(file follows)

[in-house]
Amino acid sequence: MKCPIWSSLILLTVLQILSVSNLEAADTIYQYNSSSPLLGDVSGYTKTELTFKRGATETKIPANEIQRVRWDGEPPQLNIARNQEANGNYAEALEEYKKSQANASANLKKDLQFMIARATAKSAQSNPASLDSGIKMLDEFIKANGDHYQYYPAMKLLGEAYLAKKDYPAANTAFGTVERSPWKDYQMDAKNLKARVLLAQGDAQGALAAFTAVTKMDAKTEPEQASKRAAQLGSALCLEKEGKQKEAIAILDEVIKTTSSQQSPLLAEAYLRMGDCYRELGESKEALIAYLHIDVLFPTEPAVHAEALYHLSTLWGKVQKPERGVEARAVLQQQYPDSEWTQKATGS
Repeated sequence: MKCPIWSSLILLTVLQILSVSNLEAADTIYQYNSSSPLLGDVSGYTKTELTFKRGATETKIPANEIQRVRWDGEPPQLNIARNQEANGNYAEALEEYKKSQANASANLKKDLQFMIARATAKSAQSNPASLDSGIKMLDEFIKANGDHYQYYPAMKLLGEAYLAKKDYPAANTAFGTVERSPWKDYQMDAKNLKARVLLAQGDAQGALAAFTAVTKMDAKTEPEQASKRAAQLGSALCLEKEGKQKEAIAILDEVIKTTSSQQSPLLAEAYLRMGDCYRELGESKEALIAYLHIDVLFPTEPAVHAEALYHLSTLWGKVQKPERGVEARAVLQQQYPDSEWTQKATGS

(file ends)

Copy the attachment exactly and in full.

[in-house]
Amino acid sequence: MKCPIWSSLILLTVLQILSVSNLEAADTIYQYNSSSPLLGDVSGYTKTELTFKRGATETKIPANEIQRVRWDGEPPQLNIARNQEANGNYAEALEEYKKSQANASANLKKDLQFMIARATAKSAQSNPASLDSGIKMLDEFIKANGDHYQYYPAMKLLGEAYLAKKDYPAANTAFGTVERSPWKDYQMDAKNLKARVLLAQGDAQGALAAFTAVTKMDAKTEPEQASKRAAQLGSALCLEKEGKQKEAIAILDEVIKTTSSQQSPLLAEAYLRMGDCYRELGESKEALIAYLHIDVLFPTEPAVHAEALYHLSTLWGKVQKPERGVEARAVLQQQYPDSEWTQKATGS
Repeated sequence: MKCPIWSSLILLTVLQILSVSNLEAADTIYQYNSSSPLLGDVSGYTKTELTFKRGATETKIPANEIQRVRWDGEPPQLNIARNQEANGNYAEALEEYKKSQANASANLKKDLQFMIARATAKSAQSNPASLDSGIKMLDEFIKANGDHYQYYPAMKLLGEAYLAKKDYPAANTAFGTVERSPWKDYQMDAKNLKARVLLAQGDAQGALAAFTAVTKMDAKTEPEQASKRAAQLGSALCLEKEGKQKEAIAILDEVIKTTSSQQSPLLAEAYLRMGDCYRELGESKEALIAYLHIDVLFPTEPAVHAEALYHLSTLWGKVQKPERGVEARAVLQQQYPDSEWTQKATGS